- The same authorities (statutes, regulations, governing document) that impose those duties should be reviewed to determine the extent and scope of any fiduciary duties. Some individuals mistakenly assume that, if they are a fiduciary, then that status applies to everything they do for the plan. However this is rarely the case unless their plan function is solely to provide those discretionary services – such as in the case of an investment advisor, a trustee, etc.
- Public employers in particular, along with their counsel, should carefully review the scope of any fiduciary duties. Statutes governing some public employer plans include provisions substantially limiting the plan sponsor’s potential liability. In addition, public employers generally enjoy sovereign immunity. How all of these considerations may interact is an important topic of conversation with the employer’s counsel. Click here for an article with additional background on this subject.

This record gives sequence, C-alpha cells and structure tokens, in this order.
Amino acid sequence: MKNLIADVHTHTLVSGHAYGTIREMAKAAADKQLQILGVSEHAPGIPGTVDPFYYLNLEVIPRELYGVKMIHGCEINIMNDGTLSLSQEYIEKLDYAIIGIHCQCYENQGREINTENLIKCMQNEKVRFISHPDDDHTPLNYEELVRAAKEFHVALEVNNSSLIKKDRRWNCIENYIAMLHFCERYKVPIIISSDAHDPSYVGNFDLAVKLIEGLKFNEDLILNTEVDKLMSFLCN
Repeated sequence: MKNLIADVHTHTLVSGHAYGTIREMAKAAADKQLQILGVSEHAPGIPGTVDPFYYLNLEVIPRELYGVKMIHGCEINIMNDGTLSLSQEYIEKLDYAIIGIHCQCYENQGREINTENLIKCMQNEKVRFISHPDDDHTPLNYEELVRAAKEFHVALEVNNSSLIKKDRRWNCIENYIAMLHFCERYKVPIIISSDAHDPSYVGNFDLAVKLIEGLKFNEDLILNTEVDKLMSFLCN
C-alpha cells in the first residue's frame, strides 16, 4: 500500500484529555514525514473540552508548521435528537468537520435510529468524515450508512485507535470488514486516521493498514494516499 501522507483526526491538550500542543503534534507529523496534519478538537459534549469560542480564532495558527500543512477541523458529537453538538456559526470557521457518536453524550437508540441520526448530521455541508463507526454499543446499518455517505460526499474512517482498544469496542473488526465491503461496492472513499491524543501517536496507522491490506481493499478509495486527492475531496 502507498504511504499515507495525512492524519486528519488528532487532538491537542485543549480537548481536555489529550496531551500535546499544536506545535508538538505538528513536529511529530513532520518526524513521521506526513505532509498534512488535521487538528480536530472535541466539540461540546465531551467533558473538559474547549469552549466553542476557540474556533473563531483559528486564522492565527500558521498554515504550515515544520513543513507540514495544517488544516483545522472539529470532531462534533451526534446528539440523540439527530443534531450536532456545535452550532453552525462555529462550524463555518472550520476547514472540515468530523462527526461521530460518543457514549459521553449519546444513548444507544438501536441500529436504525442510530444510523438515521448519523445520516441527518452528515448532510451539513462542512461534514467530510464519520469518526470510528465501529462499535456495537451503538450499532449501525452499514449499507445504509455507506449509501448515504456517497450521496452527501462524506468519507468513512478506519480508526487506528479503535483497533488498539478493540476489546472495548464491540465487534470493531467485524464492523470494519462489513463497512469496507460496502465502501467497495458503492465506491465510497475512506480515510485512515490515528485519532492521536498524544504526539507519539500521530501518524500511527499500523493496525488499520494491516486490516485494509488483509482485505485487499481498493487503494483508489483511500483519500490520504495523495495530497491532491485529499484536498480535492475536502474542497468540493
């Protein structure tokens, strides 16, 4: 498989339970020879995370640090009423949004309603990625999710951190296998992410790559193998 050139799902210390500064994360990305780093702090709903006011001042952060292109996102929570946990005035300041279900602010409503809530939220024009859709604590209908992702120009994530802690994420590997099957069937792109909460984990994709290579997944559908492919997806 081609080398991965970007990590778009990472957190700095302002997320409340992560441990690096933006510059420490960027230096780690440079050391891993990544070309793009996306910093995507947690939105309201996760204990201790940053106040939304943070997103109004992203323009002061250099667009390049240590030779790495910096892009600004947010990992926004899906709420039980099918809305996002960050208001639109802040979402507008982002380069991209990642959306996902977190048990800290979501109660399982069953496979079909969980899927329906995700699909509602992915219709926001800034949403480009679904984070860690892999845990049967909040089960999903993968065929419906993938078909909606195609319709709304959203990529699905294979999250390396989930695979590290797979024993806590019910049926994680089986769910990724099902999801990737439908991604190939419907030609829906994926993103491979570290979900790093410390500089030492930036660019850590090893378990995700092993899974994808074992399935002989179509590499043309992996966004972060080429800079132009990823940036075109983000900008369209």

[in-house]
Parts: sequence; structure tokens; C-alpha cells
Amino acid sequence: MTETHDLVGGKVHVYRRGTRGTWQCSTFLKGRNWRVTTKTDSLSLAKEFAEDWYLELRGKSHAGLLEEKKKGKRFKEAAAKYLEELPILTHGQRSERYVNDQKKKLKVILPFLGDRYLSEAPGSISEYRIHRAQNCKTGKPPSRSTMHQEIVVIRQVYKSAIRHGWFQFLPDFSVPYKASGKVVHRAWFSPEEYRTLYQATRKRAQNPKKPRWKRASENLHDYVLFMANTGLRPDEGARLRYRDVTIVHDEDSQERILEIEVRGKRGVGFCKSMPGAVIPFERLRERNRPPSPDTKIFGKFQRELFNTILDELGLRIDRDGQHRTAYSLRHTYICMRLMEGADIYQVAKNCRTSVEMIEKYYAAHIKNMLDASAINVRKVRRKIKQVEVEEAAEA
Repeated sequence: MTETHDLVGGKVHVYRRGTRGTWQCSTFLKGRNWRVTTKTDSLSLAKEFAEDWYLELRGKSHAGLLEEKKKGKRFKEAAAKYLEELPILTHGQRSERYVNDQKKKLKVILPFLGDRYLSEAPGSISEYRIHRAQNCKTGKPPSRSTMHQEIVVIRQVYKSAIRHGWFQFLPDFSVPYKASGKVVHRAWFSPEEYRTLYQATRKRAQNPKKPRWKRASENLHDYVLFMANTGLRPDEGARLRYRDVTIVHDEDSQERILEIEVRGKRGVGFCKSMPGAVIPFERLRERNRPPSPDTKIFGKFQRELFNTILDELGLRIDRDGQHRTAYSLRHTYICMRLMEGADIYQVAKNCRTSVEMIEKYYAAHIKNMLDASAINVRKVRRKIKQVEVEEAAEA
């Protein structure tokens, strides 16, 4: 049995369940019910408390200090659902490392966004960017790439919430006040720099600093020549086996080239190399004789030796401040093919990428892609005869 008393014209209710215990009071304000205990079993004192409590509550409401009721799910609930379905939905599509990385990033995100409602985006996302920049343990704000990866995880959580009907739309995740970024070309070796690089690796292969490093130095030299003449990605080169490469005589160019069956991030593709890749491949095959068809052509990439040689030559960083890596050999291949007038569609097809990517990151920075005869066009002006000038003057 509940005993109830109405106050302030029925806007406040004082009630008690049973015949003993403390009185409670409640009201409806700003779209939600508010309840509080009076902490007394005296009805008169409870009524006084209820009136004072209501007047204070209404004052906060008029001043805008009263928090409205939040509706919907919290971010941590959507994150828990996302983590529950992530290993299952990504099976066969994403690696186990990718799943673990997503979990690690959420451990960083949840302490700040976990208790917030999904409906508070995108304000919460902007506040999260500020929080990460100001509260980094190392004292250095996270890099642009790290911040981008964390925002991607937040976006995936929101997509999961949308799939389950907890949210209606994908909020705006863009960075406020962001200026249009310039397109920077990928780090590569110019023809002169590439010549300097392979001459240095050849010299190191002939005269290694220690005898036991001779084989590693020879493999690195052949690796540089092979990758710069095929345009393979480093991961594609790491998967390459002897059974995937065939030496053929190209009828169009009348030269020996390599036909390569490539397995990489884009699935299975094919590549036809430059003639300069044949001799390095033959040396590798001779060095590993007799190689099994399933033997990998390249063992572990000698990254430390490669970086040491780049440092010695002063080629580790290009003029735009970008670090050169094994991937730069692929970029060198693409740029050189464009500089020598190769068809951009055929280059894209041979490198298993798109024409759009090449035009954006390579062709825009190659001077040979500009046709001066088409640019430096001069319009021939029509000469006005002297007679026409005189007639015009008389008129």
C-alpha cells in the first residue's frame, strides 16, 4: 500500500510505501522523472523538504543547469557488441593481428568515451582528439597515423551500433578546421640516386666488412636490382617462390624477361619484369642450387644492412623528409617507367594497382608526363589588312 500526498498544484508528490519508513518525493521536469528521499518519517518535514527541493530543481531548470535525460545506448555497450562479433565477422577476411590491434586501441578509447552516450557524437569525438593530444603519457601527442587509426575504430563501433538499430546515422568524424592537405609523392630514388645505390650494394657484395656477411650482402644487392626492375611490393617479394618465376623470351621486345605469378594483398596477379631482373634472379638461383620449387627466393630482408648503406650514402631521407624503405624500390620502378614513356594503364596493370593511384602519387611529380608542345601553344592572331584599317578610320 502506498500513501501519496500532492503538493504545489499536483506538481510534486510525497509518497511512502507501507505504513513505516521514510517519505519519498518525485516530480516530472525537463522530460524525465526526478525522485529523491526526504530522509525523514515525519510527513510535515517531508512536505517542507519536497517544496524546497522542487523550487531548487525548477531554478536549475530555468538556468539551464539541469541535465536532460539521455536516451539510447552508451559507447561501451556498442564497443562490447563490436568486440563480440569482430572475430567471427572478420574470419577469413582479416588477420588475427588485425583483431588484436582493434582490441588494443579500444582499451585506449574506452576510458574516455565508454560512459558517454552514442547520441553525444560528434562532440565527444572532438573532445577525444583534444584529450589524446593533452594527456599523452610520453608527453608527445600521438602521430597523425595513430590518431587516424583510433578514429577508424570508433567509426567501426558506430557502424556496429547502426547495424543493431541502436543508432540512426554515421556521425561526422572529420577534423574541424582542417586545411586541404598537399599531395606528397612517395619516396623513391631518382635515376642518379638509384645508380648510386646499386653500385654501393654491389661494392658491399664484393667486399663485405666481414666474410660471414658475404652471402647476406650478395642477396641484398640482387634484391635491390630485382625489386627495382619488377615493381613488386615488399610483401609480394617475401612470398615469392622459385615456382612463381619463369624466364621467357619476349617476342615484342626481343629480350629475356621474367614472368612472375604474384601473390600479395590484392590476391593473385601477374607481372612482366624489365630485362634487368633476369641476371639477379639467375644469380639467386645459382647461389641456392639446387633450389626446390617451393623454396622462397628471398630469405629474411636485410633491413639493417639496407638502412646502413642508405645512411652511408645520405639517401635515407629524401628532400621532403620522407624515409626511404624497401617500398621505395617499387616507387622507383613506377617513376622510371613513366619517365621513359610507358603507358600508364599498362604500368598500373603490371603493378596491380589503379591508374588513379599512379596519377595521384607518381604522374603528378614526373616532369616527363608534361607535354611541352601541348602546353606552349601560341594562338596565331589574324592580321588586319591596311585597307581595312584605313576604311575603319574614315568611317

- It is also important to consider to whom the fiduciary duty is owed, and when.
- Once these elements are defined – what are the duties, to whom are they owed, and when – policies and procedures can be established to ensure that the obligations are satisfied.
Some non-ERISA plan fiduciaries will consider applying ERISA standards to their specific fiduciary obligations. If you and your counsel have decided to do this, or are considering it, you can find information for ERISA plan fiduciaries here.
For other compliance resources, click here.
Additionally, the Department of Labor offers extensive educational materials, as well as legislative and regulatory updates, on their website: www.dol.gov/ebsa. It is a useful resource for ongoing education.